Education, responsible pornography and Conservative distortion
A dialectical conception of the history of ideas suggests that the seeds of every new departure is contained within existing orthodoxy, against which new ideas will react. The truth of this is rarely more clearly demonstrated than recently with the Cameronian Conservative use of concepts and language common to Labour in order to justify policies which are not something many Labourites would accept.
Michael Gove, shadow secretary for Children, Schools and Families, gave a speech this morning to the IPPR covering a range of subjects: education for the poor, the effects of pornography and the need to back up ‘the family’ using the tax system if necessary. He introduced it by quoting Bill Clinton and a bantu word that neatly expressed Aristotle’s idea that man is a social animal. On the surface, one might think that things had come a long way since Thatcher’s attack on the concept of ‘society’.
Subtly emergent throughout the speech is the new fashionable sociological analysis: the concept of ‘social capital’. So is the all-pervading insistence that Labour is simply centralism run amok. Several challenges need to be made: the first and most obvious one is that centralism versus subsidiarity isn’t the right debate. What we’re doing with the power accrued is the issue – but we can’t talk about that because in large part Labour and the Conservatives agree about things like privatization.
While Gove might glory in Conservative opposition to the closure of GPs surgeries and the creation of polyclinics due to ‘narrow cost efficiency’, without regard to the ‘enriching personal intimacy’, I very much doubt this will be a guiding Tory principle if elected to office. It certainly didn’t bother the Tories with regard to hospitals, the miners or the other communities which the Conservative governments of 1979-1997 blew through like a blow-torch through butter.
Gove’s remarks on the ‘branch office’ relationship between local and central government bely a very problematic relationship with the truth and history: that this was an agenda pursued by the Conservatives first and foremost.
One of the most worrying parts of this collection of questionable assertions is that the Conservatives are using it to attack the centralisation of education, as though delivering a centrally-agreed national curriculum is what’s wrong with the education system. Of course it bears mentioning that the national curriculum was a Conservative idea, implemented by a Conservative government. Behind all this, we will find, should the Conservatives get elected, will be a continuation of fracturing LEAs and haemorrhaging schools to private institutions via Academy status.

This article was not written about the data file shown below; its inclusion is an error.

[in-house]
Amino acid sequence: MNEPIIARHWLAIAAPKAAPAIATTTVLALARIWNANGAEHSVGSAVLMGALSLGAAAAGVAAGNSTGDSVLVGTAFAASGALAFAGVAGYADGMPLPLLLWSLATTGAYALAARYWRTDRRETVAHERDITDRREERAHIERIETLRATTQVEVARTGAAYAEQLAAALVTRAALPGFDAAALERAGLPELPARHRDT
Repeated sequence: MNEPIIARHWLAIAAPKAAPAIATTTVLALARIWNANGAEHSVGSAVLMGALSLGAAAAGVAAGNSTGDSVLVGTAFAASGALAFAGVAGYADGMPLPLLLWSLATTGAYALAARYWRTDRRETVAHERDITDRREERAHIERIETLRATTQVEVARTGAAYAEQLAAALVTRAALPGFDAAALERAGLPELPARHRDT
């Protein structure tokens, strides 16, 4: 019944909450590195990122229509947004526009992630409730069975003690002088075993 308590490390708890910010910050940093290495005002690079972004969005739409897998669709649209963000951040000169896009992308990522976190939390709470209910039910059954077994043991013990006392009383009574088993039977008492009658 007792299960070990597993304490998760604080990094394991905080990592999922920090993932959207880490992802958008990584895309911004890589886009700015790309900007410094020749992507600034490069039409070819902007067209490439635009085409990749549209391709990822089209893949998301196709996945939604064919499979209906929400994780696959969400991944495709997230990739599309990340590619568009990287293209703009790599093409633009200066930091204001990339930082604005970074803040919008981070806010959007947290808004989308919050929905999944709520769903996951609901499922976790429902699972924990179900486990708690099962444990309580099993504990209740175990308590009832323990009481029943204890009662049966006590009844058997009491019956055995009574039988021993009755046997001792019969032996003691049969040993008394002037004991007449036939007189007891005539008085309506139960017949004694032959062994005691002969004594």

The Orwellian language used to obscure such an agenda is the most worrying thing of all, and all obscured with the catch-all jingoism surrounding the idea of ‘choice’ in modern political parlance.
How exactly the Tories are going to support relationships is left curiously inexact. What is remarkably clear is the continuing Conservative infatuation with ‘the family’ – keeping adults together for the sake of their children. The stable family as the best way to generate opportunity. It’s a preposterous breakdown of logic, as though were every family stable, there would miraculously be enough high-paying jobs for everyone.
More stunning still are the double standards when it comes to men and women’s magazines:
Titles such as Nuts and Zoo paint a picture of women as permanently, lasciviously, uncomplicatedly available. The images they use and project reinforce a very narrow conception of beauty and a shallow approach towards women. They celebrate thrill-seeking and instant gratification without ever allowing any thought of responsibility towards others, or commitment, to intrude.
The contrast with the work done by women’s magazines, and their publishers, to address their readers in a mature and responsible fashion, is striking.
The last time I read Cosmo the whole point of the magazine was to offer the material as a solution to virtually everything. Shoes, handbags, clothes. It was an attempt to portray as ineffective any man who did not conform to a certain standard in bed or as a partner. Far from being mature, it was an even more insidious and pretentious counterpart to the nude women and lewd jokes in men’s magazines. Whatever the case, ‘asking [the publishers] what they think they’re doing’ is unlikely to achieve results.
A concern on my part is that if all Labour and the Conservatives are competing over is the old teleological, liberal notion of Progress, with a capital ‘P’, then the Conservatives offer just as good a brand of liberalism. Gove closed his speech with the sentiment that a Conservative government would ‘achieve progressive social goals, in all their nobility’. While that makes me want to scream in rage that the world doesn’t explode when Conservatives prostitute language to their own uses, it highlights that Labour, without socialism, can have the liberal carpet pulled from under them at any time.